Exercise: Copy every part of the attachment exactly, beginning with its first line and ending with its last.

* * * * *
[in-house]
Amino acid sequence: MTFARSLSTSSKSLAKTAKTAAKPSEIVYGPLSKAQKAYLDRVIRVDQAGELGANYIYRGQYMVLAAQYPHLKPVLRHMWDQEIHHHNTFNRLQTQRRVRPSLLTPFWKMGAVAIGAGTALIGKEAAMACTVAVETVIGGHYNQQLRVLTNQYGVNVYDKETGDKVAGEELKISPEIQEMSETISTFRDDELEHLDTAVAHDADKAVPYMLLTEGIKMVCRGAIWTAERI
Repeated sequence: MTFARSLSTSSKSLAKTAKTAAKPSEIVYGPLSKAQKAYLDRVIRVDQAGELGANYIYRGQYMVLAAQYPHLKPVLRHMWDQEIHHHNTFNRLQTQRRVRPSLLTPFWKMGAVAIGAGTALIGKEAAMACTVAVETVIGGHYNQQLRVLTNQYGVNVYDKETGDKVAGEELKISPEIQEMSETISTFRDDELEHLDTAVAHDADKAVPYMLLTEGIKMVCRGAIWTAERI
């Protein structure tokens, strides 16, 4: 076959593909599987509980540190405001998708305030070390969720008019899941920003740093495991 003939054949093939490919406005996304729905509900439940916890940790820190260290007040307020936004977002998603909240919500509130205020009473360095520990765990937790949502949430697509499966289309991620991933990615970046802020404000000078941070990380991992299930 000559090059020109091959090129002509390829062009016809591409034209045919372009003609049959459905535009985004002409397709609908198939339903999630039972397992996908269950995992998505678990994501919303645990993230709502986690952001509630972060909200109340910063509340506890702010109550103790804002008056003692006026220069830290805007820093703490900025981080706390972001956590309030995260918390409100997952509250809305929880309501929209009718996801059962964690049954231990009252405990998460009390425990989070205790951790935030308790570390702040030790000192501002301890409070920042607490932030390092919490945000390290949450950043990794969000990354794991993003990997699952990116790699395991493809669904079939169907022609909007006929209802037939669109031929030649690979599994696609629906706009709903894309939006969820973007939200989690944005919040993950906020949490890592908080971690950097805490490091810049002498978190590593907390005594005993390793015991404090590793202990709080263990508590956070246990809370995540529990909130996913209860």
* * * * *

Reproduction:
[in-house]
Amino acid sequence: MTFARSLSTSSKSLAKTAKTAAKPSEIVYGPLSKAQKAYLDRVIRVDQAGELGANYIYRGQYMVLAAQYPHLKPVLRHMWDQEIHHHNTFNRLQTQRRVRPSLLTPFWKMGAVAIGAGTALIGKEAAMACTVAVETVIGGHYNQQLRVLTNQYGVNVYDKETGDKVAGEELKISPEIQEMSETISTFRDDELEHLDTAVAHDADKAVPYMLLTEGIKMVCRGAIWTAERI
Repeated sequence: MTFARSLSTSSKSLAKTAKTAAKPSEIVYGPLSKAQKAYLDRVIRVDQAGELGANYIYRGQYMVLAAQYPHLKPVLRHMWDQEIHHHNTFNRLQTQRRVRPSLLTPFWKMGAVAIGAGTALIGKEAAMACTVAVETVIGGHYNQQLRVLTNQYGVNVYDKETGDKVAGEELKISPEIQEMSETISTFRDDELEHLDTAVAHDADKAVPYMLLTEGIKMVCRGAIWTAERI
């Protein structure tokens, strides 16, 4: 076959593909599987509980540190405001998708305030070390969720008019899941920003740093495991 003939054949093939490919406005996304729905509900439940916890940790820190260290007040307020936004977002998603909240919500509130205020009473360095520990765990937790949502949430697509499966289309991620991933990615970046802020404000000078941070990380991992299930 000559090059020109091959090129002509390829062009016809591409034209045919372009003609049959459905535009985004002409397709609908198939339903999630039972397992996908269950995992998505678990994501919303645990993230709502986690952001509630972060909200109340910063509340506890702010109550103790804002008056003692006026220069830290805007820093703490900025981080706390972001956590309030995260918390409100997952509250809305929880309501929209009718996801059962964690049954231990009252405990998460009390425990989070205790951790935030308790570390702040030790000192501002301890409070920042607490932030390092919490945000390290949450950043990794969000990354794991993003990997699952990116790699395991493809669904079939169907022609909007006929209802037939669109031929030649690979599994696609629906706009709903894309939006969820973007939200989690944005919040993950906020949490890592908080971690950097805490490091810049002498978190590593907390005594005993390793015991404090590793202990709080263990508590956070246990809370995540529990909130996913209860």